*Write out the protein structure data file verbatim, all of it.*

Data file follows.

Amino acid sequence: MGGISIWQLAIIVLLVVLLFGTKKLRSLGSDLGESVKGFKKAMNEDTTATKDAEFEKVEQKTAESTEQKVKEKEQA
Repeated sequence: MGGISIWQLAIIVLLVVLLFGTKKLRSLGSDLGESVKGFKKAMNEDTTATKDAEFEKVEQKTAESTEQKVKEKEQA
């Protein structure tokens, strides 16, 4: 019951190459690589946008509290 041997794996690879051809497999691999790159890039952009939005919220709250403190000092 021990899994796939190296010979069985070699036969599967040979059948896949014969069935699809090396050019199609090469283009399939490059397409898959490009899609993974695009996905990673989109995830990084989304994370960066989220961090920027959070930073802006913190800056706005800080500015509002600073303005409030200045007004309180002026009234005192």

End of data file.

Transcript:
Amino acid sequence: MGGISIWQLAIIVLLVVLLFGTKKLRSLGSDLGESVKGFKKAMNEDTTATKDAEFEKVEQKTAESTEQKVKEKEQA
Repeated sequence: MGGISIWQLAIIVLLVVLLFGTKKLRSLGSDLGESVKGFKKAMNEDTTATKDAEFEKVEQKTAESTEQKVKEKEQA
């Protein structure tokens, strides 16, 4: 019951190459690589946008509290 041997794996690879051809497999691999790159890039952009939005919220709250403190000092 021990899994796939190296010979069985070699036969599967040979059948896949014969069935699809090396050019199609090469283009399939490059397409898959490009899609993974695009996905990673989109995830990084989304994370960066989220961090920027959070930073802006913190800056706005800080500015509002600073303005409030200045007004309180002026009234005192």